Fri, May 30, 2014 - Page 19 News List

Tokyo gets green light for US$1.6bn Olympic stadium

AFP, TOKYO

Japanese sports bosses on Wednesday gave the green light to a new US$1.6 billion stadium for the 2020 Olympics, all but dashing the hopes of campaigners who say the building and its price tag are too big.

The government-affiliated Japan Sport Council, which is to run the new National Stadium, decided to trim the height of the structure to 70m from the original 75m to appease concerns it would be a blight on the Tokyo skyline.

The basic design of the 80,000-seat stadium with a retractable roof, originally conceived by prize-winning Iraqi-British architect Zaha Hadid and shaped like a bike helmet, was rubber-stamped by the council and a panel of advisers.

Drawn by a group of design houses, it is to be made final on approval from the ministry in charge of sports administration.

The structure is set to be built on the site of the 56-year-old, 54,000-seat National Stadium, which will be dismantled over 15 months beginning in July.

The new stadium is set to be completed in time for the rugby World Cup, which Japan is to host in 2019, a year ahead of the Olympic Games.

Hadid’s design was chosen in an international competition in November 2012. She had previously designed the London Aquatics Centre used in the 2012 Olympic Games.

She also designed the controversial Al-Wakrah Stadium in Qatar, which is to be used in the 2022 World Cup.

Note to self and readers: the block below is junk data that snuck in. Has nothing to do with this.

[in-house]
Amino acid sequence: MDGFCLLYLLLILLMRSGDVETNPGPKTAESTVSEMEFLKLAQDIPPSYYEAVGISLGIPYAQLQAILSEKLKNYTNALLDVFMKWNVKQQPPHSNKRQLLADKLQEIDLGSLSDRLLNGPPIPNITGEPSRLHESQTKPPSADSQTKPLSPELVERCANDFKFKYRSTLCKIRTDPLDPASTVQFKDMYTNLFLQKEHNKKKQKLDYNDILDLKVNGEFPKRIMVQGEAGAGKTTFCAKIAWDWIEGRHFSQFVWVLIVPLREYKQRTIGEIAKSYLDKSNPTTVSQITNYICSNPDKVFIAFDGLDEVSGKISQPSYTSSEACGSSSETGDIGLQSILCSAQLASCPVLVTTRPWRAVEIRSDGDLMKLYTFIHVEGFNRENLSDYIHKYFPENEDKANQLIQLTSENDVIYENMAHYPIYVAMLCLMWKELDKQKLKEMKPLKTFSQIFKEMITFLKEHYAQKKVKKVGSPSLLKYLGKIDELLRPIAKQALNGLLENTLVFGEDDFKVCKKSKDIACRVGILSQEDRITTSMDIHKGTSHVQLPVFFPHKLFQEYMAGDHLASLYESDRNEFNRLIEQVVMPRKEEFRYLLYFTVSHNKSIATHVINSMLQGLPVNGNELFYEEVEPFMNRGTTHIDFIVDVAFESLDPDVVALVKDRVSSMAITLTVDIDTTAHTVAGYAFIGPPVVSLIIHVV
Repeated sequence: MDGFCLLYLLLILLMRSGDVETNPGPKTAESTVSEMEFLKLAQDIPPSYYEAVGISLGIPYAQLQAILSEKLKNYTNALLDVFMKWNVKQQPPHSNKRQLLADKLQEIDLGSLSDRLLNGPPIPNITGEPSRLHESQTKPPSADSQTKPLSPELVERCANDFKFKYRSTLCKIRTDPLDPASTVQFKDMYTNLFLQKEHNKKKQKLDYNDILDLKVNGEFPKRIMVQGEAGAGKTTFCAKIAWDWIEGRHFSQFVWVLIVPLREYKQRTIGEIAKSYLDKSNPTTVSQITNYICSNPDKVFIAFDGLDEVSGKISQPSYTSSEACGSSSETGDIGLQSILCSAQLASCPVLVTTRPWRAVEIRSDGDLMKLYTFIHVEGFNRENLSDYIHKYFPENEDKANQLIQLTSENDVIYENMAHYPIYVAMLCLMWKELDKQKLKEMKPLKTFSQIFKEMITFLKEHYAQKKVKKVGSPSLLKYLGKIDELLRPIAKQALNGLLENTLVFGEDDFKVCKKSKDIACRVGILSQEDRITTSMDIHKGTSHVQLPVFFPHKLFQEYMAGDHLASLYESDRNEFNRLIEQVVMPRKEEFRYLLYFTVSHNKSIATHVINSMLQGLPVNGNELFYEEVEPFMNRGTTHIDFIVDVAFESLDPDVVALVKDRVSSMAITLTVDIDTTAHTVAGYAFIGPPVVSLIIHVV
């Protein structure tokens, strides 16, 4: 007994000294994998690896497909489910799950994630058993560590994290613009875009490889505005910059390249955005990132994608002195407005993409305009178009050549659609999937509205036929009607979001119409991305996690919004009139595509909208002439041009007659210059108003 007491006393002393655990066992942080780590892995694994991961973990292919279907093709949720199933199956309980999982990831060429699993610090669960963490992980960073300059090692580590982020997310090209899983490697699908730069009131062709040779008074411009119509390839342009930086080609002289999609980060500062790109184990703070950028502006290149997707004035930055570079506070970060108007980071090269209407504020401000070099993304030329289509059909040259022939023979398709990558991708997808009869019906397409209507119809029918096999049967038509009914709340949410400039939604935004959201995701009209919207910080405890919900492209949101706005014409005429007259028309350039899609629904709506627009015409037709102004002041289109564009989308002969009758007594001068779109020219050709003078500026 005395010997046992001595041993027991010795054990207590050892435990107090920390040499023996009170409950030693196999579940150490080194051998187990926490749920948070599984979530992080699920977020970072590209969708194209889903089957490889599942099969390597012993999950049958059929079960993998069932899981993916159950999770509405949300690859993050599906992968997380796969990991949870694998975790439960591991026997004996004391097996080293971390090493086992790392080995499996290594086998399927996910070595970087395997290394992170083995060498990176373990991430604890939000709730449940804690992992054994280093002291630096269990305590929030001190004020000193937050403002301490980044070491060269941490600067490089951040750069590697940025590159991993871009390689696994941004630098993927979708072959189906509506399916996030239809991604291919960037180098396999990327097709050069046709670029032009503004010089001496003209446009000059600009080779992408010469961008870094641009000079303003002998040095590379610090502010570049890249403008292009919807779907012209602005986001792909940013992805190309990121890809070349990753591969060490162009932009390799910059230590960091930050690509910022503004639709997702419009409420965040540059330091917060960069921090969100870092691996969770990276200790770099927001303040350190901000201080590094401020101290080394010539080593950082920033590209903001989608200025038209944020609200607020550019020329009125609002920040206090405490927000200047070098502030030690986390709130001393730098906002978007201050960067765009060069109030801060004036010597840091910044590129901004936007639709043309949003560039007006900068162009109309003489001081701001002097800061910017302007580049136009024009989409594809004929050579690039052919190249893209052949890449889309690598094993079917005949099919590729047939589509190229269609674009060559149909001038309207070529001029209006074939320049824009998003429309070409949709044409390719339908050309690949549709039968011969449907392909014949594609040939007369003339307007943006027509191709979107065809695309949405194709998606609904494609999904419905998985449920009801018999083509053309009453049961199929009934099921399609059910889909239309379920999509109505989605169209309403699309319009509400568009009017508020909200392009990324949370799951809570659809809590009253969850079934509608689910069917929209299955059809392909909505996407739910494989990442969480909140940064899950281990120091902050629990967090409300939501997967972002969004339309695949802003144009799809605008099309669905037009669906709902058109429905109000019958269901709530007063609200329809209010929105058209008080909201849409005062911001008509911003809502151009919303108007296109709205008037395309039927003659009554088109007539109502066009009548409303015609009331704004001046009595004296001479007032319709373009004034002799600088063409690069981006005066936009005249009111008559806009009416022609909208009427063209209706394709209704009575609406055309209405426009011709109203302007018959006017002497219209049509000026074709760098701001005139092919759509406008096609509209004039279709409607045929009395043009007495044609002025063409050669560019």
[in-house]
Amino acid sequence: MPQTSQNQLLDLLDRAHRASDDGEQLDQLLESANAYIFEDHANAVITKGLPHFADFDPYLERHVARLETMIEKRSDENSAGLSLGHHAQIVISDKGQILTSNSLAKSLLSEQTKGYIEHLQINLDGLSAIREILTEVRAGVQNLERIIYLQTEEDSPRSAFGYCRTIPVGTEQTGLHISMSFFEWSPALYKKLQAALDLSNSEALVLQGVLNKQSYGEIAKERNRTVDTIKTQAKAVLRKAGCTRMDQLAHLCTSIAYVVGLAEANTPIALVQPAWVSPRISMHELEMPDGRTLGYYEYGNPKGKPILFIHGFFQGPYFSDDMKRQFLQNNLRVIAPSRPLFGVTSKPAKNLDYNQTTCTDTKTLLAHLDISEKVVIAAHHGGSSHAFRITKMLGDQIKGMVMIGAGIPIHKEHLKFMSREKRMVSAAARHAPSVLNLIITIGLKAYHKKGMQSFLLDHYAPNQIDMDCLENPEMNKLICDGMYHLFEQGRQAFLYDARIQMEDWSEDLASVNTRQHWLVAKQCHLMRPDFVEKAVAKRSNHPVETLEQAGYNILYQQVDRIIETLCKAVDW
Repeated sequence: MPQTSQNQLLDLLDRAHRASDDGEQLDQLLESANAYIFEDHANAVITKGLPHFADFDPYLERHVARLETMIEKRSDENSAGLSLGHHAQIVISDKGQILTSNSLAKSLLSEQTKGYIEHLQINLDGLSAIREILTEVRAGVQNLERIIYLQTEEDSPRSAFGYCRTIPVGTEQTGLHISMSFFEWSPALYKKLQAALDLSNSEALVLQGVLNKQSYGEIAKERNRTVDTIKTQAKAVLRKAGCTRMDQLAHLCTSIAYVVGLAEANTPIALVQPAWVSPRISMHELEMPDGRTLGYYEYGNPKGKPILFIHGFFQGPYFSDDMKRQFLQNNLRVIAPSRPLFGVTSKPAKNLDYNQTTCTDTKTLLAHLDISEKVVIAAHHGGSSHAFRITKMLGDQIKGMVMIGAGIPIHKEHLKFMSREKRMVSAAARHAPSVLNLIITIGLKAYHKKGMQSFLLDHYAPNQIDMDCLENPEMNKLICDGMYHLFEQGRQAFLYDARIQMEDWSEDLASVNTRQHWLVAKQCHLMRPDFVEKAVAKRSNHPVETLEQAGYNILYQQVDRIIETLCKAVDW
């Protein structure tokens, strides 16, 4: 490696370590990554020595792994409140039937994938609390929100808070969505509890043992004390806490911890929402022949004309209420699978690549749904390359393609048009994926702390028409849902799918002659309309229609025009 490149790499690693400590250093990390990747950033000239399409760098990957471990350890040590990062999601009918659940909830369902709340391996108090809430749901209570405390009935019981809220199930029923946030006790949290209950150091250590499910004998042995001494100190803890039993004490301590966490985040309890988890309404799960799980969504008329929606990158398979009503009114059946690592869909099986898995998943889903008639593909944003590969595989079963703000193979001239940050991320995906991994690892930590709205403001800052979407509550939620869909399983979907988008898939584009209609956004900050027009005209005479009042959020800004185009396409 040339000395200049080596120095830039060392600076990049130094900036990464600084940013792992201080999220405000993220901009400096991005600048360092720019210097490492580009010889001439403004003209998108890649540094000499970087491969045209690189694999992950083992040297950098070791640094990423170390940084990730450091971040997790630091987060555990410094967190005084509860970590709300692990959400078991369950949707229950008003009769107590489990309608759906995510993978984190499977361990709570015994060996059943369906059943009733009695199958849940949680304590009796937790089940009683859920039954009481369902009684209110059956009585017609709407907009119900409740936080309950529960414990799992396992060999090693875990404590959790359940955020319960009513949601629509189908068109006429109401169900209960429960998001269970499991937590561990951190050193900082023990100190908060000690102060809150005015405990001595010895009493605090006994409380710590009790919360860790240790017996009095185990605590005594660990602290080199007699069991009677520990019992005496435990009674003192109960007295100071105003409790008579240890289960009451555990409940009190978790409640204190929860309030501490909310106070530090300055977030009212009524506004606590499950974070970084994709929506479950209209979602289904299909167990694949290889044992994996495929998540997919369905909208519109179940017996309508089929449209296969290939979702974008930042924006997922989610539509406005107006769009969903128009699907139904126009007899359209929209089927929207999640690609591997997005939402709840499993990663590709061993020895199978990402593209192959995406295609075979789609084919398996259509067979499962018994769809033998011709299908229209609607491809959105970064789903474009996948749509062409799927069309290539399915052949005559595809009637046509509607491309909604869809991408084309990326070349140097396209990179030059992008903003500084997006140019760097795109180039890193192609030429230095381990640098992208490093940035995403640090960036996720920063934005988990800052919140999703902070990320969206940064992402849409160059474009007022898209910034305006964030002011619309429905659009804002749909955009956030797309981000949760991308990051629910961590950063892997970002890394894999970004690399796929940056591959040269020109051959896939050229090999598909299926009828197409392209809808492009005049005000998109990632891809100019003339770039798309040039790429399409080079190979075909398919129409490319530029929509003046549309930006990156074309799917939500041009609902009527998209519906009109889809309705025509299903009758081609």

The Tokyo stadium is to be built in an area with numerous parks and a grand Shinto shrine, and will tower over most of the structures around it, with building heights historically limited to 15m.

That limit was raised by the Tokyo Metropolitan Government to 75m in June last year.

Hadid’s design has come under fire from Japanese architects led by Fumihiko Maki, 85, the creative brains behind one of the new towers for the World Trade Center complex in New York.

Criticism grew when Japan’s minister in charge of the Olympics estimated that the stadium would cost about ¥300 billion (US$3 billion), more than double the ¥130 billion that was originally stipulated in the design competition.

The estimated cost has since been reduced to ¥160 billion, including by scaling down the stadium’s floor space.

Critics have scoffed at the sudden price cut and suggest the final bill will be much higher.

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